Mutuality and movement : an exploration of self-help/mutual aid groups and their relationship to social policy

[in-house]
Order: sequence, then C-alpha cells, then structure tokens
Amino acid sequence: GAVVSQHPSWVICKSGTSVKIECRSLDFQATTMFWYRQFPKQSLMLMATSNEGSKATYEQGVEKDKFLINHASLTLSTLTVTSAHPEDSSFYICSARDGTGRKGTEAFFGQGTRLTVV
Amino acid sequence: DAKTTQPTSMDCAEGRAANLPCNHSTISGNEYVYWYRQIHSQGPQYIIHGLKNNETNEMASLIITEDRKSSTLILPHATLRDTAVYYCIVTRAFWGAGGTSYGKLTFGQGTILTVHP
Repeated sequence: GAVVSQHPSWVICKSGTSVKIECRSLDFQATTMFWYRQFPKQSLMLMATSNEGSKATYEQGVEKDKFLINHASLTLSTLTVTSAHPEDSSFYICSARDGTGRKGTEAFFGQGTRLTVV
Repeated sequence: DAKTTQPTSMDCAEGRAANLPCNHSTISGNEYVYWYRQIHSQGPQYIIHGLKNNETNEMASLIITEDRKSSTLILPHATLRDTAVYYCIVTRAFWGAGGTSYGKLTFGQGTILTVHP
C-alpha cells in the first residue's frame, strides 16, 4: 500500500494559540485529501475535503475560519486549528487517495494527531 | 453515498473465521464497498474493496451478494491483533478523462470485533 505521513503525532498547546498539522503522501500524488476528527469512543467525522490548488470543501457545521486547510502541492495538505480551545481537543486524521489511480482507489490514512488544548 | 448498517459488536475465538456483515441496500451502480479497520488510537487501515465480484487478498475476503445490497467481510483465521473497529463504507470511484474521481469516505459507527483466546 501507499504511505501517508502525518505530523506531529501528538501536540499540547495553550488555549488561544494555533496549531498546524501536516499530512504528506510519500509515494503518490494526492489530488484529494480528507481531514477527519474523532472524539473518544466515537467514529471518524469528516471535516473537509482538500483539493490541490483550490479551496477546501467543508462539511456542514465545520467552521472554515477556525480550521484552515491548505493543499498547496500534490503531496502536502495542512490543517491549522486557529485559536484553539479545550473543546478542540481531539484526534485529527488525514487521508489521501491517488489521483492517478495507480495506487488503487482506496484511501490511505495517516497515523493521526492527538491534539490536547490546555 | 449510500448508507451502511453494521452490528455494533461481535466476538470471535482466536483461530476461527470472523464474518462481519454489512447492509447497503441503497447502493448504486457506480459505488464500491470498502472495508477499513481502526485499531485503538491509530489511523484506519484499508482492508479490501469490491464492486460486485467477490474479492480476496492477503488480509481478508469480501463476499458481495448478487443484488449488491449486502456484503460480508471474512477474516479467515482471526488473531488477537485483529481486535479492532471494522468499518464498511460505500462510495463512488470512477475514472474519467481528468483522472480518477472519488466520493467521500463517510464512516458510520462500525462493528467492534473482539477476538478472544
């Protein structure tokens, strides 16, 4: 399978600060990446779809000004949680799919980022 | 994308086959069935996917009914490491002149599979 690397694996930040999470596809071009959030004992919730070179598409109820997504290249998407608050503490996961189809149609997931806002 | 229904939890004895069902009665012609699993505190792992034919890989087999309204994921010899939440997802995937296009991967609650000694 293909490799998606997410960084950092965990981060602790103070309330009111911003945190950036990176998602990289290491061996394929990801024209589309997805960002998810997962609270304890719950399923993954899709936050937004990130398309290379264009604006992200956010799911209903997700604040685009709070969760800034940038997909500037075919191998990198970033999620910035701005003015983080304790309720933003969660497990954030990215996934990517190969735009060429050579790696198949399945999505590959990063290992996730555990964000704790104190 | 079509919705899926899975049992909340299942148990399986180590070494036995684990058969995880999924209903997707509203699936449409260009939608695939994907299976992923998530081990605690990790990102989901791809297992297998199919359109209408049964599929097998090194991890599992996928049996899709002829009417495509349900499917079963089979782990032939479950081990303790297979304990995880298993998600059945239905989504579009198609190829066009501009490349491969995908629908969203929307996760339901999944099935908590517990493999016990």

Since the 1970s all of the available literature suggested that the UK, in common with Europe, North America and Scandinavia, had seen significant growth of single issue self-help/mutual aid groups related to health and social care issues. Yet in the UK there appeared to be no real body of academic interest nor any sustained national policy initiatives. The aim of the study was therefore to enhance an understanding of the relationship of these self-help/mutual aid groups to UK social policy. The study was constructed in two parts. Part One, a historical study critically appraised the way in which the state appeared to have viewed and responded to various manifestations of self help/mutual aid, both pre- and post- the welfare state. Part Two, a case-study of two UK grassroots self-help/mutual aid groups explored members' viewpoints, their reasons for joining, benefits derived and the impact they felt it has had on their lives and their relations with professionals and wider `political' forums. The result of the study suggests a fundamental reframing of the relationship between self-help/mutual aid and the state is required at both a conceptual and practical level by UK policy makers and academics. This would acknowledge: that contemporary self-help/mutual aid groups are part of the broader tradition of voluntary action in the third sector, self-help/mutual aid's unique contribution in terms of social relations, process and knowledge; its difference from philanthropy/formal voluntary sector and therefore distinct characteristics and relations with the-state; and contemporary health and social care groups' potential dual identity with communities of interest and geographic communities and their relationship to and distinction from the contemporary service user and carer movements. 116, findings have implications for policy related to participation (citizen and health), social capital and citizenship.